Launching apps is easy on Windows 10: Just mash the Start button, begin typing in the name of the app and odds are good that you’ll be able to quickly pull up whatever you were trying to find. You’d never use Windows Key + R and your operating system’s “Run” box to launch most apps—but thanks to the latest Windows 10 PowerToy, that might become your new default.
Microsoft has finally debuted PowerToys Run, the latest creation you can grab as part of the company’s ever-fun collection of PowerToys for Windows 10. If you haven’t played around with any of these before, we’ve previously taken a look at how each of them work. I encourage you to check out that roundup, as PowerToys add a ton of extra functionality to Windows 10, including awesome new file-renaming and image-resizing tools you can use to make a bunch of changes at once.
As for PowerToys Run—really, a revamped Wox Launcher—you should be pretty familiar with how it works if you’ve ever used Spotlight in macOS. In this case, you’ll mash ALT + space bar once you’ve enabled the feature in your PowerToys settings. When you do, you’ll see this:
What should you type in? Anything you want. You can use the prompt to pull up any application on your system, yes, but also folders and files. When you locate what you’re looking for, you can launch it or use the provided icons to open the file or app’s containing folder. You can even copy the file, folder or app’s path directly to your clipboard. So, yes, it’s kind of like Spotlight—and then some.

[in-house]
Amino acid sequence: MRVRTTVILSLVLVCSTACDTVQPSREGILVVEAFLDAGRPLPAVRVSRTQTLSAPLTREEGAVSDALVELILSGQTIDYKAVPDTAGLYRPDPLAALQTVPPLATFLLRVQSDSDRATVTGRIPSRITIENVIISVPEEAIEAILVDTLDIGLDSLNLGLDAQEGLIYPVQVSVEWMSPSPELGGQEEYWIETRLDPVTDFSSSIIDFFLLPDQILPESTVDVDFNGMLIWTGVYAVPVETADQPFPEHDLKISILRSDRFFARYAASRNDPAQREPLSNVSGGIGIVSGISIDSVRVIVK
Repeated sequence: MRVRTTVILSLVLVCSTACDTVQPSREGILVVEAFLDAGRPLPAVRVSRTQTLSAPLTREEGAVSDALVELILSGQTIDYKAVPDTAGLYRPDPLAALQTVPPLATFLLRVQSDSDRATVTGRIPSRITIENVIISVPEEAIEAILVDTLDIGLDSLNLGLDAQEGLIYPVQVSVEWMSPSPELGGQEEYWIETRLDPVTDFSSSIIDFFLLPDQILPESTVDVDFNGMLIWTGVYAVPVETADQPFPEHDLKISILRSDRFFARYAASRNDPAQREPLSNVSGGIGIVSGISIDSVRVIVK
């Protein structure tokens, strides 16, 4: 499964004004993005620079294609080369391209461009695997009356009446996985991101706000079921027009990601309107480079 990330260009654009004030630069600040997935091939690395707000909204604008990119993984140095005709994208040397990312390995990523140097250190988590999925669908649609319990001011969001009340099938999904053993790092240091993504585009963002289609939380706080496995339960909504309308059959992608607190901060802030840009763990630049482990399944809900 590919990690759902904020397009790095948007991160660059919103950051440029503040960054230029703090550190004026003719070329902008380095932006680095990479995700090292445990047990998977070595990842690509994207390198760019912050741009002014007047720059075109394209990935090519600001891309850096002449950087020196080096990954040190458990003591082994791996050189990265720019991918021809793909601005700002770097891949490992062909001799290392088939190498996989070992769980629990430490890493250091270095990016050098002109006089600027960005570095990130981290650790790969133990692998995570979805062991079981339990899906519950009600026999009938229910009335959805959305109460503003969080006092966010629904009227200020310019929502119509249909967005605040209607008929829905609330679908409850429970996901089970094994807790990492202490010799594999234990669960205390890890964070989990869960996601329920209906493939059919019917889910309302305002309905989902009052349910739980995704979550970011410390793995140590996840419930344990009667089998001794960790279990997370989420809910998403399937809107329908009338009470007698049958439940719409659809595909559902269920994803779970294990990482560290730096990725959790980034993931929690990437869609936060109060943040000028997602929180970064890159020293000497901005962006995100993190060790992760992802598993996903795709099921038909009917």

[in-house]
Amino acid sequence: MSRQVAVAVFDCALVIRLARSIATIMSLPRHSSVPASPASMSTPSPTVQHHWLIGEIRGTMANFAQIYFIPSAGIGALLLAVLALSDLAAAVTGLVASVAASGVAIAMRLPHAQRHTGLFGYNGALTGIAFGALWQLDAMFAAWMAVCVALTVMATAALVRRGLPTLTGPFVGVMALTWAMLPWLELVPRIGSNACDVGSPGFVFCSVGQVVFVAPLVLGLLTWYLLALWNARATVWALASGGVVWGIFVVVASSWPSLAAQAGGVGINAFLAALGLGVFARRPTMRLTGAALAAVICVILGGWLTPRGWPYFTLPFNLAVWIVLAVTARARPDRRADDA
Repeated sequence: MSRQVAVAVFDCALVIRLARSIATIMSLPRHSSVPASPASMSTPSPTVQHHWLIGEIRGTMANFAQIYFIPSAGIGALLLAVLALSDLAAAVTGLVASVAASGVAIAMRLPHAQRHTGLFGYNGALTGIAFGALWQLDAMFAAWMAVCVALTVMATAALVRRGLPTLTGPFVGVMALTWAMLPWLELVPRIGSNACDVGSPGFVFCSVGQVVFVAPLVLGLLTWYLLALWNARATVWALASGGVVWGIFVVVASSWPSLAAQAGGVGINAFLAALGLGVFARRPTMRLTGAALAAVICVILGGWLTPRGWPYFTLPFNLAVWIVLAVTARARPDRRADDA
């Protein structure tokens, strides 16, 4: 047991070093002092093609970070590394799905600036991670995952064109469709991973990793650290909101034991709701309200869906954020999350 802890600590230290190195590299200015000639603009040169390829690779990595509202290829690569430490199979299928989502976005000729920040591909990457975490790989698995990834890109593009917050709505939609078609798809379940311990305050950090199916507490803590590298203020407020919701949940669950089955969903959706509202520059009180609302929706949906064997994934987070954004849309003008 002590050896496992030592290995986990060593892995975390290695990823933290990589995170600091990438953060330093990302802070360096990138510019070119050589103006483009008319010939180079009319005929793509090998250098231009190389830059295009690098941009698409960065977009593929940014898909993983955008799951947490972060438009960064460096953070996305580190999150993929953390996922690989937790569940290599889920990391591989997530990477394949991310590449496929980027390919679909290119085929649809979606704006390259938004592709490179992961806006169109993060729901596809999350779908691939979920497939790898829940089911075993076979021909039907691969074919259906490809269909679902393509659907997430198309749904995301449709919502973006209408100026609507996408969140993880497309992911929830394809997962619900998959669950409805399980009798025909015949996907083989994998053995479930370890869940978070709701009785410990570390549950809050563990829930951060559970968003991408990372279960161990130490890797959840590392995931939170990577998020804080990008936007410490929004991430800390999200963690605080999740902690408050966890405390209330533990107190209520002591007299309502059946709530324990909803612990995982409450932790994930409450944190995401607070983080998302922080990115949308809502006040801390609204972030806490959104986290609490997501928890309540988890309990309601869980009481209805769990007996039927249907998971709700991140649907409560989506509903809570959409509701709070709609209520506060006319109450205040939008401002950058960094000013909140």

If you want to get even fancier, you can launch shell and PowerShell commands from the launcher, or ask the launcher to solve maths problems for you—ideal for those who are tired of pulling up the calculator all the time:
Alt + space bar is annoying, but we can fix that
My only gripe with the new PowerToys Run launcher is that hitting ALT + space bar is kind of awkward. However, thanks to another PowerToy Microsoft released as part of the 0.18 update, we can make this shortcut a little more tolerable.
Pull up PowerToys’ settings and click on Keyboard Manager. From there, click on “Remap a shortcut” and you can map that ALT + space bar combination to anything else you like—Windows Key + R, the Windows Key itself or any other combination. The sky’s the limit.
Make sure you have the shortcuts in the right spot, though; Microsoft’s description is a smidge confusing, as you would think that your “Original Shortcut” would be “the thing you’re trying to access with new keys,” but it’s not:
Once you’re done, click on OK, and your new shortcut should be good to go—assuming PowerToys is launching when you start Windows 10, which is something you can check (and set!) in the General section of PowerToys’ settings. While you’re there, feel free to go wild with the keyboard remapping. It’s incredibly useful if you’re rocking one of those tiny mechanical keyboards with twenty keys on it, or if an important key on your keyboard no longer works and you haven’t gotten around to fixing or replacing it.